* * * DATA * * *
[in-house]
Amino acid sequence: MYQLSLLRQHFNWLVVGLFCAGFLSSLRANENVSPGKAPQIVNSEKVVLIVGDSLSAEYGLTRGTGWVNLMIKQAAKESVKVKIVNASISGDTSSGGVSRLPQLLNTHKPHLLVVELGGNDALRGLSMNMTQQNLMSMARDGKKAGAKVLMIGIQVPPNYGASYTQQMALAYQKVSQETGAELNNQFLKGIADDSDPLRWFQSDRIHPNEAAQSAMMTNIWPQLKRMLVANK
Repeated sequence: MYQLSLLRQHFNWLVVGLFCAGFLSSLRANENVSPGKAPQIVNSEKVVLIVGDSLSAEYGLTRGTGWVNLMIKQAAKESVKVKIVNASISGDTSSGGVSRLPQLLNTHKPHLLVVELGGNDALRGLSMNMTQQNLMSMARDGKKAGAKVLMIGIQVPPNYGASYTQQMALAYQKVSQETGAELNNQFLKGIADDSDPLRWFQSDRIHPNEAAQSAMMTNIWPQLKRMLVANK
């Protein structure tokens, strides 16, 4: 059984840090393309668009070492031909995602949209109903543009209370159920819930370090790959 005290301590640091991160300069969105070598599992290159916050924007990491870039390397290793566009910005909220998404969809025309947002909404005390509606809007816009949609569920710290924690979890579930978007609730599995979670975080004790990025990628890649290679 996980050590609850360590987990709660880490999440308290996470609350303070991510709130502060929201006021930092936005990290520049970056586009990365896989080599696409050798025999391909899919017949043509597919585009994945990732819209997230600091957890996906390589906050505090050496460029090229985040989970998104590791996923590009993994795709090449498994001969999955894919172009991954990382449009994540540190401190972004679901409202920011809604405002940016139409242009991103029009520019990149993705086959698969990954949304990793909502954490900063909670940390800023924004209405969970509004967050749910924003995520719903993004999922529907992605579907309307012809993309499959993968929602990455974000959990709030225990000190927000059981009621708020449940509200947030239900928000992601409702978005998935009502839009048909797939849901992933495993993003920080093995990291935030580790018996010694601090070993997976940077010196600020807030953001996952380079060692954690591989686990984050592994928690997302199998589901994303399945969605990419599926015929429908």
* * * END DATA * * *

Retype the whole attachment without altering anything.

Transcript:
[in-house]
Amino acid sequence: MYQLSLLRQHFNWLVVGLFCAGFLSSLRANENVSPGKAPQIVNSEKVVLIVGDSLSAEYGLTRGTGWVNLMIKQAAKESVKVKIVNASISGDTSSGGVSRLPQLLNTHKPHLLVVELGGNDALRGLSMNMTQQNLMSMARDGKKAGAKVLMIGIQVPPNYGASYTQQMALAYQKVSQETGAELNNQFLKGIADDSDPLRWFQSDRIHPNEAAQSAMMTNIWPQLKRMLVANK
Repeated sequence: MYQLSLLRQHFNWLVVGLFCAGFLSSLRANENVSPGKAPQIVNSEKVVLIVGDSLSAEYGLTRGTGWVNLMIKQAAKESVKVKIVNASISGDTSSGGVSRLPQLLNTHKPHLLVVELGGNDALRGLSMNMTQQNLMSMARDGKKAGAKVLMIGIQVPPNYGASYTQQMALAYQKVSQETGAELNNQFLKGIADDSDPLRWFQSDRIHPNEAAQSAMMTNIWPQLKRMLVANK
């Protein structure tokens, strides 16, 4: 059984840090393309668009070492031909995602949209109903543009209370159920819930370090790959 005290301590640091991160300069969105070598599992290159916050924007990491870039390397290793566009910005909220998404969809025309947002909404005390509606809007816009949609569920710290924690979890579930978007609730599995979670975080004790990025990628890649290679 996980050590609850360590987990709660880490999440308290996470609350303070991510709130502060929201006021930092936005990290520049970056586009990365896989080599696409050798025999391909899919017949043509597919585009994945990732819209997230600091957890996906390589906050505090050496460029090229985040989970998104590791996923590009993994795709090449498994001969999955894919172009991954990382449009994540540190401190972004679901409202920011809604405002940016139409242009991103029009520019990149993705086959698969990954949304990793909502954490900063909670940390800023924004209405969970509004967050749910924003995520719903993004999922529907992605579907309307012809993309499959993968929602990455974000959990709030225990000190927000059981009621708020449940509200947030239900928000992601409702978005998935009502839009048909797939849901992933495993993003920080093995990291935030580790018996010694601090070993997976940077010196600020807030953001996952380079060692954690591989686990984050592994928690997302199998589901994303399945969605990419599926015929429908």